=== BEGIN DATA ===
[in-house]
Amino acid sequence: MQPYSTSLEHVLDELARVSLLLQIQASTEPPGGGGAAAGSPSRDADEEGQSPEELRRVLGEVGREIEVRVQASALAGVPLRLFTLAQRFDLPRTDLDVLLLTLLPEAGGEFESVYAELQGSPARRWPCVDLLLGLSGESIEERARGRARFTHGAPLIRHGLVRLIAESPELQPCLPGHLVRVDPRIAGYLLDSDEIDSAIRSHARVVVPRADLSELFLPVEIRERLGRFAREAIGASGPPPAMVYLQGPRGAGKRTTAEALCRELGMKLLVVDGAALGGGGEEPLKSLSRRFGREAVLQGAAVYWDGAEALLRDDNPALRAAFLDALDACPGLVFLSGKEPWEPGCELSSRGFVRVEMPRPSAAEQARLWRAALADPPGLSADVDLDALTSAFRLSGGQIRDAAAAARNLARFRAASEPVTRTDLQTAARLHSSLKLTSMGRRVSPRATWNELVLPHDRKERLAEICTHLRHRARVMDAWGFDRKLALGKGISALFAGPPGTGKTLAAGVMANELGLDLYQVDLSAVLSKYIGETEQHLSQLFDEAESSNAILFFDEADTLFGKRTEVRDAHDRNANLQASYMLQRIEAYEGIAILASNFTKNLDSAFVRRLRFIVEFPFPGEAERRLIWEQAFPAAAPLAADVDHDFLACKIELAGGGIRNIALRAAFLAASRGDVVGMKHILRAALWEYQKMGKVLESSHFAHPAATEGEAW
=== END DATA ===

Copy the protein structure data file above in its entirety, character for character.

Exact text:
[in-house]
Amino acid sequence: MQPYSTSLEHVLDELARVSLLLQIQASTEPPGGGGAAAGSPSRDADEEGQSPEELRRVLGEVGREIEVRVQASALAGVPLRLFTLAQRFDLPRTDLDVLLLTLLPEAGGEFESVYAELQGSPARRWPCVDLLLGLSGESIEERARGRARFTHGAPLIRHGLVRLIAESPELQPCLPGHLVRVDPRIAGYLLDSDEIDSAIRSHARVVVPRADLSELFLPVEIRERLGRFAREAIGASGPPPAMVYLQGPRGAGKRTTAEALCRELGMKLLVVDGAALGGGGEEPLKSLSRRFGREAVLQGAAVYWDGAEALLRDDNPALRAAFLDALDACPGLVFLSGKEPWEPGCELSSRGFVRVEMPRPSAAEQARLWRAALADPPGLSADVDLDALTSAFRLSGGQIRDAAAAARNLARFRAASEPVTRTDLQTAARLHSSLKLTSMGRRVSPRATWNELVLPHDRKERLAEICTHLRHRARVMDAWGFDRKLALGKGISALFAGPPGTGKTLAAGVMANELGLDLYQVDLSAVLSKYIGETEQHLSQLFDEAESSNAILFFDEADTLFGKRTEVRDAHDRNANLQASYMLQRIEAYEGIAILASNFTKNLDSAFVRRLRFIVEFPFPGEAERRLIWEQAFPAAAPLAADVDHDFLACKIELAGGGIRNIALRAAFLAASRGDVVGMKHILRAALWEYQKMGKVLESSHFAHPAATEGEAW